Johnson County enacts new law to curb wild underage parties - 13 WTHR Indianapolis

Johnson County enacts new law to curb wild underage parties

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Gunfire at a golf course clubhouse during a recent party led to a new law in Johnson County. Gunfire at a golf course clubhouse during a recent party led to a new law in Johnson County.
The law is aimed at stopping underage drinking at parties. The law is aimed at stopping underage drinking at parties.
JOHNSON COUNTY -

Police are noticing a disturbing trend involving underage drinking that are moving into the country.

A party last month near Center Grove turned terrifying.

"Fifteen rounds fired, either into vehicles or a business, several vehicles hit," said Johnson County Sheriff Doug Cox.

Cox says glass or a bullet grazed a young woman's head.

"That doesn't happen every night in Johnson County and we want to make sure it doesn't happen again," he said.

The troublesome under-21 parties were mostly happening in the city. But Cox says with cities cracking down, the parties are moving to more rural areas, like Johnson County.

To stop those wild parties, the sheriff backed a new law that just went into effect in the county.

It says groups renting a place like Walnut Creek Golf Course, where the gunfire erupted, must now get a county permit first. To qualify, they must have a million dollars in insurance, no criminal records, be over 21, and no hosting minors if alcohol is served.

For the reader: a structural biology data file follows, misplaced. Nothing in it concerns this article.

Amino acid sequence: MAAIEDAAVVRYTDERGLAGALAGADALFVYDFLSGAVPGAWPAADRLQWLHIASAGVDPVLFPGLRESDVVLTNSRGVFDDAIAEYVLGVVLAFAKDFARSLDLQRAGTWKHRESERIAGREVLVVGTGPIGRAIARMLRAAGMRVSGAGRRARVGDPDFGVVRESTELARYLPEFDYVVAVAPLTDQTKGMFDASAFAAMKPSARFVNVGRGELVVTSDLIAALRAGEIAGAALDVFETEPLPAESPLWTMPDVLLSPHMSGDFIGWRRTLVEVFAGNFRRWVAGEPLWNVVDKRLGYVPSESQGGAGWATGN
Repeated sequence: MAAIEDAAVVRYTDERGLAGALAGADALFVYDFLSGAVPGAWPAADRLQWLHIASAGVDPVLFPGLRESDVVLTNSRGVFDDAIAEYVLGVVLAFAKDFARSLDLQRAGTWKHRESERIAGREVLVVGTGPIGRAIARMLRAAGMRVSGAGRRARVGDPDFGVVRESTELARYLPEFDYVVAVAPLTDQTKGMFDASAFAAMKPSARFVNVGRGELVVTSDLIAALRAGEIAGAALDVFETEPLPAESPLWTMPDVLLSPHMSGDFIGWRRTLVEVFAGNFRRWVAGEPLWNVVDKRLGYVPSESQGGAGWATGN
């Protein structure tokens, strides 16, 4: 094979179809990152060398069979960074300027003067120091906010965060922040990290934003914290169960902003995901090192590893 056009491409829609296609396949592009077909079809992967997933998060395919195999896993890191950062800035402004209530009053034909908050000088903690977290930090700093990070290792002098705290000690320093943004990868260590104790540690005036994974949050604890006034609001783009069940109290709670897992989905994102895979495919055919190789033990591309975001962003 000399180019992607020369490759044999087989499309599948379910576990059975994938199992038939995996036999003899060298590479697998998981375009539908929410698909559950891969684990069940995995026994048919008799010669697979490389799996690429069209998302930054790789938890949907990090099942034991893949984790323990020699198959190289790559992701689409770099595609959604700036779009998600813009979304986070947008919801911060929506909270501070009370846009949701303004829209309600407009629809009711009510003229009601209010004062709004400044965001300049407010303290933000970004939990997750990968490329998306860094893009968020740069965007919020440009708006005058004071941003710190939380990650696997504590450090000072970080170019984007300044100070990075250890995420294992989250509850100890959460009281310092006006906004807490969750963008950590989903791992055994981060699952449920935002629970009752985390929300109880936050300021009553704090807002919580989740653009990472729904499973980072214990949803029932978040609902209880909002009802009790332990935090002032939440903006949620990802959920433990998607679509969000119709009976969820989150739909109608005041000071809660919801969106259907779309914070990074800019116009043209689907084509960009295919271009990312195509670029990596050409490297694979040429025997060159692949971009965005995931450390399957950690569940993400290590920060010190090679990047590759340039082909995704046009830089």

The cost of one party permit is $210, an annual permit is $335.

There is still a bullet hole in the golf club's window. Cox tells Eyewitness News he warned the club before the shooting that the group that wanted to rent their facility had problems with Indianapolis police.

But he says the golf club rented it to the group anyway - twice. The gunfire happened on the second rental.

We asked the club about the new rules Friday. Did Jim Hague, working at the office, think it was a good idea to have clear guidelines.?

"I'm not sure that it will make a difference but it's fine, it's great," Hague said.

Residents seemed pleased.

"It should help. If I were doing something like that I would definitely have my insurance," said Teresa Pope.

"I think it will curb it a little bit, but people will go off and stage parties anyway," says Ken Steinkamp.

The rules do not apply to established not-for-profits such as the VFW. They are targeting the so-called "under-21 parties."

It also doesn't apply to gatherings like family parties, where the guests are invited and where there are no fees or cover charges.

The law has already taken effect.

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